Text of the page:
Big Data is Neutral: A Tool for Both Good and Evil

Big Data is becoming as powerful an asset as oil, and it will be the source of many high quality jobs in the near future. 

What's the Big Idea?


Big Data is watching you. And it's big business. Credit card companies, for instance, are selling the data about what you're consuming. So why is it that you, as the person manufacturing the data, has no say over who's using it or what they're doing with it? "That’s got to change," argues Rick Smolan who co-authored the book The Human Face of Big Data (available for download as a tab let app here) an ambitious project that aims to capture the "men, women, and children whose lives are being transformed by this data revolution."

Smolan argues that while data creators need control over how it is used, Big Data is not inherently evil. In fact, "every time there’s a new tool, whether it's Internet or cell phones or anything else," Smolan points out, "all these things can be used for good or evil. Technology is neutral; it depends on how it’s used."

The picture of Big Data that Smolan hopes to convey in his book is one that is "thought-provoking, disturbing and exciting." It's all of those things at once. Big Data is about credit card companies making decisions on who can get credit based on who listens to rap music. That's scary. But Big Data is also about our ability to "measure the heartbeat of everybody on Earth simultaneously," as Smolan points out in the video below. 

Watch here:

What's the Significance?

As Smolan points out, in a sense we actually do have the ability to "listen to this global heartbeat and actually sense this pattern of behavior across the planet in the course of a day." That's what Twitter has become -- a "new way of sort of listening in on the conversation in real time."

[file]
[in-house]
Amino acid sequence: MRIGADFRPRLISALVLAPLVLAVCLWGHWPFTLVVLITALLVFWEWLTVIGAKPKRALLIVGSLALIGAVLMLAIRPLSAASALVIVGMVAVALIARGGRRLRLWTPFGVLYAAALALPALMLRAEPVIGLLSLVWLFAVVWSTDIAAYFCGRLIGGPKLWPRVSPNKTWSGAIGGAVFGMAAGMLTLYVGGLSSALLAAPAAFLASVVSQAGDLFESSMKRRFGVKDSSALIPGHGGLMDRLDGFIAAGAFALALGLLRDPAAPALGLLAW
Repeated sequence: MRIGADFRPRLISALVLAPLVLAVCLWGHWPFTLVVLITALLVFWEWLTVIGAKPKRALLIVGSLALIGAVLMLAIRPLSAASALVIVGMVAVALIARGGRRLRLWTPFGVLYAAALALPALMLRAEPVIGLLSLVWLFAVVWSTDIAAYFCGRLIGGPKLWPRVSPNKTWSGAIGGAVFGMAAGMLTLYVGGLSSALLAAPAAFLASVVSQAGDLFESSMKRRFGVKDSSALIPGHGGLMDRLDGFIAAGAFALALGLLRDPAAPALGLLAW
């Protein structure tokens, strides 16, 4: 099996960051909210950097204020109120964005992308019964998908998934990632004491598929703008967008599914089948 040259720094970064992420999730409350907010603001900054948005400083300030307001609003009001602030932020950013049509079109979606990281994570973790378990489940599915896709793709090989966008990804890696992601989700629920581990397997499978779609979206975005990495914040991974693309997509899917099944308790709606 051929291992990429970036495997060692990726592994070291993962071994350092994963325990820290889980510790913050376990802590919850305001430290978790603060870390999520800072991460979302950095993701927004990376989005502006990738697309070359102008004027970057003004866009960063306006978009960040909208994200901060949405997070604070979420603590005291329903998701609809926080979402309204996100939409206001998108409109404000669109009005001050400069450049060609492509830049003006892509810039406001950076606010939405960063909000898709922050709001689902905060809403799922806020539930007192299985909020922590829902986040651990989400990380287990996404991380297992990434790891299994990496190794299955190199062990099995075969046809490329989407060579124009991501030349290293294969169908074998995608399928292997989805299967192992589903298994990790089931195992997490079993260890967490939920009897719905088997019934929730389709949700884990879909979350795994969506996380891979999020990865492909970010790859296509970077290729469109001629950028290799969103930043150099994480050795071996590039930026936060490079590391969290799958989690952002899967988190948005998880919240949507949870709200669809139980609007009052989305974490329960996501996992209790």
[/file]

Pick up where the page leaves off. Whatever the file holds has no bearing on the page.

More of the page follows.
In the slideshow below, you will get a taste of how data is being used as "the most powerful tool set the human race has ever had to address the widespread challenges facing our species and our planet," as Smolan puts it.


Photo credits

Infographics:

© Nigel Holmes 2012 / from The Human Face of Big Data

23 & Me 
© Douglas Kirkland 2012 / from The Human Face of Big Data
Model Released
J Edgar Hoover
©George Skadding / Time Life Pictures / Getty Images 2012 / from The Human Face of Big Data
Wikileaks
©Christoph Morlinghaus/CASEY 2012 / from The Human Face of Big Data

Great Apes
©Dr. Tobias Deschner / Max Planck Institute for Evolutionary Anthropology 2012 / from The Human Face of Big Data
Shwetak Patel
©Peter Menzel 2012 / from The Human Face of Big Data

Image courtesy of Shutterstock

Follow Daniel Honan on Twitter @Daniel Honan

Is life after 75 worth living? This UPenn scholar doubts it.

What makes a life worth living as you grow older?

Culture & Religion
  • Dr. Ezekiel Emanuel revisits his essay on wanting to die at 75 years old.
  • The doctor believes that an old life filled with disability and lessened activity isn't worth living.
  • Activists believe his argument stinks of ageism, while advances in biohacking could render his point moot.
Keep reading Show less

Brazil's Amazon fires: How they started — and how you can help.

The Amazon Rainforest is often called "The Planet's Lungs."

NASA
Politics & Current Affairs
  • For weeks, fires have been burning in the Amazon rainforest in Brazil, likely started by farmers and ranchers.
  • Brazil's president, Jair Bolsonaro, has blamed NGOs for starting the flames, offering no evidence to support the claim.
  • There are small steps you can take to help curb deforestation in the Amazon rainforest, which produces about 20 percent of the world's oxygen.
Keep reading Show less

Amazon is selling thousands of banned, unsafe, and mislabelled products, report shows

The world's largest retailer has evolved "like a flea market," according to a new report from The Wall Street Journal.

Politics & Current Affairs
  • The report found more than 4,000 listings for products deemed to be unsafe, banned or mislabelled.
  • These products included mislabelled pain relievers, dangerous children's toys, and helmets that had failed federal safety tests.
  • There are some steps you can take to avoid buying unsafe or counterfeit products from Amazon.
Keep reading Show less